Friday, September 11, 2015

The Robert Harrisons of Charles City & Prince George Counties, Virginia

    The first Robert Harrison of Prince George County about whom anything much is known was Robert I, who was perhaps born circa 1725 and died before 10 February 1789, when his will was presented for probate.1 He married Elizabeth Cureton,2 who was born on 20 January 1726/7, daughter of John Cureton and Frances [Thweatt].3 He is known as Robert of Bicars.
    Robert and Elizabeth had a son, Robert II of Huntington, who was born on 11 February 17554 and died on 8 July 1797.5 He married Henrietta Maria Hardyman,6 daughter of William Hardyman and Angelica Epes,7 and had (among others) Robert Harrison III of Racefield, who married Charlotte Thomas Pretlow.8.
    It has been repeated countless times that Robert I was a member of the Harrison family of Berkeley in Charles City County, son of Benjamin Harrison and Anne Carter. This supposition arose possibly because of Robert’s purchase from Benjamin in 1760 of Bicars, the 600 acre plantation with house and dependencies, orchards and gardens, on Tar Bay on the south side of the James River.9
    Most accounts agree that Robert of Berkeley married Elizabeth Collier, with whom he had a son Collier10 and daughter Ann. According to John Bennett Boddie, his second wife was Beersheba Bryant, with whom he had sons Braxton Harrison and Robert Carter Harrison.11 Another source wrote that the Harrison-Collier children were Collier Harrison (who married first Christina Minge, nee Shields, and second Beersheba Bryant) and Braxton Harrison.12
    Yet another account related that Robert of Berkeley, born circa 1730 and died before 1771, married Elizabeth Collier and had Collier Harrison, who married first Christiana (Shields) Minge, by whom he had Elizabeth Harrison and Collier Harrison who died young. By his second marriage to Beersheba Bryant, Collier had Robert Carter Harrison and Braxton Harrison. Many more instances of tangled relationships abound, both in print and on the Internet.   
    Presented, without proof, on the “The Harrison DNA Project: Patriarchs” website is the lineage below.13

    No mention is made of Henry Harrison (Robert's surviving brother) and Collier Harrison (his son). Obviously, there is a great deal of confusion about Robert of Berkeley, his wife or wives, his children, and grandchildren. 
    A suit, “Harrison, against Harrison and Others,” originally initiated in a lower court of Virginia years earlier as “Syme vs Harrison” and finally settled in the Court of Appeals of Virginia in 1799, provides evidence of the death and parentage of Robert Harrison, the original defendant. In the report of the decision, it was revealed that Robert was dead before 29 October 1770 and that he had brothers Henry and Benjamin, as well as sons Collier (eldest son) and Braxton.14 This suit definitely rules out Robert I's being Robert of Berkeley.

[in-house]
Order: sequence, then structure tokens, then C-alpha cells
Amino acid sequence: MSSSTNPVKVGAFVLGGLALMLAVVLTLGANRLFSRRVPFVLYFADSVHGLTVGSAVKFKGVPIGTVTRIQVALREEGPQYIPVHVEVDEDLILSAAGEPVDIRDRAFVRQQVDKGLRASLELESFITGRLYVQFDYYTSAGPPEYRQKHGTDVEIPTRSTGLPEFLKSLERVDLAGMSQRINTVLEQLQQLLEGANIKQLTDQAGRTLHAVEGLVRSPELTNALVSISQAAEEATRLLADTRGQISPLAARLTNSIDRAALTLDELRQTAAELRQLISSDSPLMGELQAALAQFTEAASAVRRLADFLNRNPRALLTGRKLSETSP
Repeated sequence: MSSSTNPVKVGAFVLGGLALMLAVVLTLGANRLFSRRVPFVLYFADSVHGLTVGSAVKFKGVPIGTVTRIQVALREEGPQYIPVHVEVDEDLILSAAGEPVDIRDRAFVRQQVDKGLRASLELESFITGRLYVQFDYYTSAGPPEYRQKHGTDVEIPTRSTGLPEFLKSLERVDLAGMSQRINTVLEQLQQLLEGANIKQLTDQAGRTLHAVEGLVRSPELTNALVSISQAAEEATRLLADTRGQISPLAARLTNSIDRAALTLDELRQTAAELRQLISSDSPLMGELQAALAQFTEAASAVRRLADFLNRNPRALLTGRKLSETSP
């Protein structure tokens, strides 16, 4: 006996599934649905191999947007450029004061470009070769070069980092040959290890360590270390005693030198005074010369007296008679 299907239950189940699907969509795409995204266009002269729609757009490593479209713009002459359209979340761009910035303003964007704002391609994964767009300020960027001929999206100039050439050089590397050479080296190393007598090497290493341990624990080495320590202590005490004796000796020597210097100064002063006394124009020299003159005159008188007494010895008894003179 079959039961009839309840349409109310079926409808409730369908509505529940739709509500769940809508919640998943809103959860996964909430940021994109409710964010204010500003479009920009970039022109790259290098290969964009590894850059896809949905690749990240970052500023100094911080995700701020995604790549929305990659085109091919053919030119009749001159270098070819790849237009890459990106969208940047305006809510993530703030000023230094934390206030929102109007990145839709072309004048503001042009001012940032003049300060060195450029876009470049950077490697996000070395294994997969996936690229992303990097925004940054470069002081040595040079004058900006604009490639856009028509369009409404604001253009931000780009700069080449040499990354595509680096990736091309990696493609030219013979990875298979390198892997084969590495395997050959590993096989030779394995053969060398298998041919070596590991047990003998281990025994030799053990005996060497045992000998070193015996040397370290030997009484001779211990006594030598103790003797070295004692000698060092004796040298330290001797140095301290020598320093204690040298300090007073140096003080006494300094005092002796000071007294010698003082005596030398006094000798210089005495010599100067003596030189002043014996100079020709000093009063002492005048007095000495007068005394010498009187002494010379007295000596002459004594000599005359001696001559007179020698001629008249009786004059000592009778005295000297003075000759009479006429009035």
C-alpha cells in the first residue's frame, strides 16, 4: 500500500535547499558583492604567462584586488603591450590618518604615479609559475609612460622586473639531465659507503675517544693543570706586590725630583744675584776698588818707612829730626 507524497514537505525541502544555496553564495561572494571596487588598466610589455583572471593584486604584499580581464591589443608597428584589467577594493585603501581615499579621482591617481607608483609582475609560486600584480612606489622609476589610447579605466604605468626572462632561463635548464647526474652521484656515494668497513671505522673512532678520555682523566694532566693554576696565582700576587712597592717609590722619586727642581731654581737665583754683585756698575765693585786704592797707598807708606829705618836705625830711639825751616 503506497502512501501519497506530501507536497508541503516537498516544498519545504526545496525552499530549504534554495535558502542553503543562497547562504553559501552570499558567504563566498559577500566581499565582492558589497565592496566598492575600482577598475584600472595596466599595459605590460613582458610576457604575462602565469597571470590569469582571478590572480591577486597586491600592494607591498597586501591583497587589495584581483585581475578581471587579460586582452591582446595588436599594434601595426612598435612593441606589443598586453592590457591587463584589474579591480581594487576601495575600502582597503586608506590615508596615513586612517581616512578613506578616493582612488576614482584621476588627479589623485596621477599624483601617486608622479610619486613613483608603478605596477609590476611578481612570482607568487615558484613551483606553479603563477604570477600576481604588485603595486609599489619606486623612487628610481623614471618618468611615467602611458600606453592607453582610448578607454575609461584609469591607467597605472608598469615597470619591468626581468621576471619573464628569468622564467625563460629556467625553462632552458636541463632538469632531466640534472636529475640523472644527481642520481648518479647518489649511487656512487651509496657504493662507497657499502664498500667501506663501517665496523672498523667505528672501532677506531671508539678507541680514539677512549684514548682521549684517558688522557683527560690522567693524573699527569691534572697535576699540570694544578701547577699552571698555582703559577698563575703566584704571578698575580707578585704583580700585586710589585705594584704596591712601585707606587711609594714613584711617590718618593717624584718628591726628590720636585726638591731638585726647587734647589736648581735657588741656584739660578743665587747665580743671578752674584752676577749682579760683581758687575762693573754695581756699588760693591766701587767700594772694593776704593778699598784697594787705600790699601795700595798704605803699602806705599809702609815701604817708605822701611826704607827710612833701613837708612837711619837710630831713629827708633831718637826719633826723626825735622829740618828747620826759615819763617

So, who was Robert Harrison I, husband of Elizabeth Cureton?

    It has been suggested that Robert I was the son of an earlier Robert Harrison to whom Benjamin Harrison sold two slaves, Dido and Ned, on 11 June 1736.15 The connection is said to be substantiated by the fact that Robert I had the bill of sale in his possession. This likely progenitor probably lived at Maud's Neck and Swamp Field in Prince George County.
    It would be interesting to see the results of a Y-DNA test for a descendant of Robert Harrison I of Prince George County. Would it connect him to a known patriarch?
     1Robert Harrison, will dated 15 January 1787, proved 10 February 1789 in Prince George County, Virginia, court.
     2Cureton family Bible record, 1717-1812, photocopy and transcript, Library of Virginia Bible records collection, accession no. 29236; digital images, Library of Virginia Digital Library ( : accessed 24 November 2001); currently at ( : accessed 17 August 2015).
     3Cureton family Bible record, 1717-1812.
     4Robert Harrison family Bible record, photocopy and transcript, Library of Virginia Bible Records Collection, accession no. 27394; digital image, Library of Virginia Digital Library (accessed 24 November 2001).
     5Robert Harrison family Bible record.
     6Robert Harrison family Bible record.
     7Dorman, Epes compilation
     8Probably Robert Harrison’s will.
     9Purchase of Bicars from Benjamin Harrison.
   10“Robert Harrison,” memorial 70963725, Find A Grave (accessed 15 August 2015); record by Georgia Girl, June 2011. The location of Robert’s burial was unknown.
   11John Bennett Boddie, Historical Southern Families, volume IX (Baltimore, Maryland: Genealogic Pub. Co., 1965), p224.
   12Louise Pequet du Bellet, Some Prominent Virginia Families, p. 506.
   13“The Harrison DNA Project: Patriarchs,” Lineage 34-The James River / Presidential Harrison Line, haplogroup R1b1a2,World  ( : accessed 15 August 2015),